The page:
Molten pool dynamics effects in the fabrication of microstructures by Direct Laser Interference Patterning
Direct laser interference patterning (DLIP) is a well-known technique for producing functional surfaces based on topographical patterns with distinct sub-micro and micrometer-sized features at industrially acceptable fabrication speeds. Furthermore, this method has been successfully implemented on different materials, including metals, ceramics and polymers. Therefore, the capability to create different types of structures is vital for addressing new technological fields, including the automobile industry, medicine and aerospace industry, where functionalities such as superhydrophobicity, reduced friction, and antibacterial behavior among others are of high demand.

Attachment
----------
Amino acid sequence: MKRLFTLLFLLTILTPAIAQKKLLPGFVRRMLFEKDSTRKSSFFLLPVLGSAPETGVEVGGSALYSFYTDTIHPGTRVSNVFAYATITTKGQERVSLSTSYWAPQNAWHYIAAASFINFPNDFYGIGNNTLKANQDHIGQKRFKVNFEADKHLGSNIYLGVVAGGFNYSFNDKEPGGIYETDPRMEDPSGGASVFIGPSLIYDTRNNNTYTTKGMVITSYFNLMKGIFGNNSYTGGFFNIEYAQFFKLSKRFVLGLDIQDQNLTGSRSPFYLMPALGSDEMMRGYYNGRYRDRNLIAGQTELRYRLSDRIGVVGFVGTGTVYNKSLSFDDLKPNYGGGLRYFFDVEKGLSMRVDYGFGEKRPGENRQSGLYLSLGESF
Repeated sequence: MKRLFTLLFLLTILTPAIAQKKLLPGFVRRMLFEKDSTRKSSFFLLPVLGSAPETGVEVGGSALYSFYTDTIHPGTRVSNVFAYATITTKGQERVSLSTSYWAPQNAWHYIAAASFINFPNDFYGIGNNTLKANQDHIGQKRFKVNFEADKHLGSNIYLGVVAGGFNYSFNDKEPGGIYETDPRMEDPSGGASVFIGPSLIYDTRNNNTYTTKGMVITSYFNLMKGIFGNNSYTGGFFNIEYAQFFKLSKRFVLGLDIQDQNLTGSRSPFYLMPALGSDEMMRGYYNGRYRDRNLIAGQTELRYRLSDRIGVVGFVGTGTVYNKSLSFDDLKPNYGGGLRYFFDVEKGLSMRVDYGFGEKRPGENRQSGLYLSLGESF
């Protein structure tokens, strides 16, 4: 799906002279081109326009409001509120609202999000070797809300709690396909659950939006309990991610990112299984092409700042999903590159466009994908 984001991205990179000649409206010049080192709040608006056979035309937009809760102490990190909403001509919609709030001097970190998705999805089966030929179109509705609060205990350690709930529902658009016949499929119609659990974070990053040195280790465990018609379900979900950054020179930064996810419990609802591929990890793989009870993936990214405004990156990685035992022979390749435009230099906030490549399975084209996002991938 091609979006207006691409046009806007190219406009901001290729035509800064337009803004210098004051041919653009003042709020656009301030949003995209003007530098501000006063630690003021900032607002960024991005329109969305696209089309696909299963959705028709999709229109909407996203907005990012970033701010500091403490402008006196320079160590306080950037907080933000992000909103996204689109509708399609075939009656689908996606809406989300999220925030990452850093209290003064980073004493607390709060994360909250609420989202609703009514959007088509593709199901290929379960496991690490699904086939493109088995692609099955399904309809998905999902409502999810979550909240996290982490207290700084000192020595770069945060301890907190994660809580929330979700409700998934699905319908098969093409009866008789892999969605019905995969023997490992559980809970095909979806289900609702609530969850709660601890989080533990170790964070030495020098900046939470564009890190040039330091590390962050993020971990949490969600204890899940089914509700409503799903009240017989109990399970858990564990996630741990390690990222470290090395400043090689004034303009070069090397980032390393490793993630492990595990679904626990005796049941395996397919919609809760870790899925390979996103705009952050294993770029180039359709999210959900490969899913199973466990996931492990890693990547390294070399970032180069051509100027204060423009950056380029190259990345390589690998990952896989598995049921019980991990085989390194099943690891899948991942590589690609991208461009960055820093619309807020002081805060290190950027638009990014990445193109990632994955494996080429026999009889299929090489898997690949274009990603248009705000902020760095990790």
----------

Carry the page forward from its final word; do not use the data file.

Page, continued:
To extend the variety of structures that can be achieved with DLIP, further strategies have been developed that implement the control of interfering beams polarisation or phase. However, these additional elements increment the complexity of the system, which is highly undesirable for industrial applications.
In this study, we demonstrate alternative techniques for producing different structure shapes using a standard DLIP setup with four interfering laser beams and picosecond laser pulses (70 ps). By perfectly controlling the processing parameters such as the laser fluence and number of pulses, new periodic structures were fabricated on the surface of the stainless steel, which are controlled by the dynamics of the molten material. The produced patterns were characterized using confocal and scanning electron microscopy methods.